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Ednote

Editor's Note, March/April 2011

By David Skinner | HUMANITIES, March/April 2011 | Volume 32, Number 2

In this issue, we honor the 2010 Humanities Medalists. As these ten extraordinary writers and scholars prepare to visit the White House, HUMANITIES magazine talks with them and briefly tours their distinctive careers in American letters, the study of history, cultural studies, academic leadership, and literary scholarship.

From this rooftop scan of high points in the humanities, we go to a closer look at a single publication of one of the many important scholarly papers projects funded by NEH: volume one of Mark Twain’s Autobiography. There could hardly be anyone more appropriate than Jerome Loving to write about this best-seller for us.

From Loving’s NEH-supported biography, Mark Twain: The Adventures of Samuel L. Clemens, we recently excerpted a chapter in which the great American comic was found making light of Emerson, Longfellow, and Holmes—the most respected names in nineteenth-century American literature—to their faces, at a birthday party for John Greenleaf Whittier. Now, Loving takes a look at Twain’s own book on Twain.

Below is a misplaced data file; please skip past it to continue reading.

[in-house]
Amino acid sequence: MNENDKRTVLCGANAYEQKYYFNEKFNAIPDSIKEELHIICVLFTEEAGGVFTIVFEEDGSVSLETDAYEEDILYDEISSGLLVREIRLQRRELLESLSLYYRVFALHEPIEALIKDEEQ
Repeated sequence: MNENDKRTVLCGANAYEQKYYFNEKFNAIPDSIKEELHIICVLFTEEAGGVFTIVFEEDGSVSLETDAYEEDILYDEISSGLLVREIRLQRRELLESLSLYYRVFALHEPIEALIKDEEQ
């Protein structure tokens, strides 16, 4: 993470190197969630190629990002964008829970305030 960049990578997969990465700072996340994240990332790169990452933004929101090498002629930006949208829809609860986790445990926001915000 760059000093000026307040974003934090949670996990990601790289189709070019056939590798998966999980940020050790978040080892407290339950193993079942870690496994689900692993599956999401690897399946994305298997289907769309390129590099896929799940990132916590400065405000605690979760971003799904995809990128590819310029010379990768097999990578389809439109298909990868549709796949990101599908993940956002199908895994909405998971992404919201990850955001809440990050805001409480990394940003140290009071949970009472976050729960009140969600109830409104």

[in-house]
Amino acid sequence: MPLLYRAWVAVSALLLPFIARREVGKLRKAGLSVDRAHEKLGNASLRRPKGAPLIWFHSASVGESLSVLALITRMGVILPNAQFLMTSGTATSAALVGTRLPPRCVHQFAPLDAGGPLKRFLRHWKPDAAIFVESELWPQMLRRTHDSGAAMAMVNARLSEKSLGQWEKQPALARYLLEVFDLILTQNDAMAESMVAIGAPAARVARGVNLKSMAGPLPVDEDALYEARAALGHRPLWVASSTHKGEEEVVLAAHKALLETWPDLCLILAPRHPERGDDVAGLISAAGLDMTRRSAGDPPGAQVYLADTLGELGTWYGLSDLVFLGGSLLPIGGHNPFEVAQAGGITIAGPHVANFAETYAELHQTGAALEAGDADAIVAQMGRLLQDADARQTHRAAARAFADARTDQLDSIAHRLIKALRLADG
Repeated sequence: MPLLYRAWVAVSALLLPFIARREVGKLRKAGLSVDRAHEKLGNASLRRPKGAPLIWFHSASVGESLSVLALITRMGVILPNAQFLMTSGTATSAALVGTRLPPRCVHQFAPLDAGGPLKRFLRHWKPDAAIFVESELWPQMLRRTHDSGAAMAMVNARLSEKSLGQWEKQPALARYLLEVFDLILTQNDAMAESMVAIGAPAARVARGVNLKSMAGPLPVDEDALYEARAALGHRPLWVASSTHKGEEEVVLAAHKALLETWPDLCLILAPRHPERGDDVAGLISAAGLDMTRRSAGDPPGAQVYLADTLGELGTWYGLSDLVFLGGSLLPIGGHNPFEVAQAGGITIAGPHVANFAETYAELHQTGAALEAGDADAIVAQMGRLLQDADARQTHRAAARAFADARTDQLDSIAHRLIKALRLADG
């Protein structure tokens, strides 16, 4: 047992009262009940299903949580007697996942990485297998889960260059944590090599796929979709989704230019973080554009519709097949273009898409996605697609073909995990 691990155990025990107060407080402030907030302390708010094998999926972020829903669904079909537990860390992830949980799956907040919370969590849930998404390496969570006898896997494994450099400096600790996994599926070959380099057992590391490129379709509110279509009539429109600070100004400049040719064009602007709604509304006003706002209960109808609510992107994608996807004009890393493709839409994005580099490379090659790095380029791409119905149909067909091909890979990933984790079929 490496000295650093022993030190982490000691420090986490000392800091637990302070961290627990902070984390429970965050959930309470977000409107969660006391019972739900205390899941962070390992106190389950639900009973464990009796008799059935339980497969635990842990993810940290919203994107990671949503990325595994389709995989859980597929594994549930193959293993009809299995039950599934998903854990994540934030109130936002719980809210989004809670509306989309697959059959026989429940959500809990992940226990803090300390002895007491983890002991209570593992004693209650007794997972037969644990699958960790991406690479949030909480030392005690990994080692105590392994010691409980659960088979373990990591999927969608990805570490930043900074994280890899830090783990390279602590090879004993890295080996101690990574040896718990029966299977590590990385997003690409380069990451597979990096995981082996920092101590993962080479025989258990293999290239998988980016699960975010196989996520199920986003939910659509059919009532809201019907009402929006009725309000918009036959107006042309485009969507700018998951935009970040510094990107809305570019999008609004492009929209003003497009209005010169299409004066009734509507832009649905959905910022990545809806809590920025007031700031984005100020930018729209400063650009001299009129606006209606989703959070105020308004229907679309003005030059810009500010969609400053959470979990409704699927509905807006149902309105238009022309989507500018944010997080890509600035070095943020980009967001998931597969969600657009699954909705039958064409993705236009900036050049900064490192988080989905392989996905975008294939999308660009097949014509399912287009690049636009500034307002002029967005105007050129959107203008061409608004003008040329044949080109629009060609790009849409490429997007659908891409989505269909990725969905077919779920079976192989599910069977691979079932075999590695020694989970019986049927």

It is also the job of HUMANITIES to attempt to put into words scholarship that is not yet well known or even well understood. Under such orders, James Williford was sent to report on the doings on Lev Manovich, the pioneering, Russian-born professor of visual arts at the University of California–San Diego. Everywhere else there is the feeling that more can be learned from the close study of documents and artifacts. But what of the visualization of documents and artifacts, arrayed like a mural across a wall of computer monitors?

It is, however, to the small screen that Andrew Ferguson, the ironical political commentator and Lincoln buff, looks for the image of a modern-day Plutarch. This he finds in a documentary about Alexander Hamilton led and hosted by Richard Brookhiser.

Anna Maria Gillis also takes her assignment from a new documentary, this one on John Muir, reviewing the life and career of a young tinkerer-turned-explorer who found his life’s purpose in the great outdoors.

Also in this issue, there is the amazing story of how Herbert Hoover and American aid saved a vast number of Russian lives in the early days of the Soviet Union, and a Q & A on the philosophy and flute-playing of Arthur Schopenhauer.

About the Author

David Skinner is editor of humanities.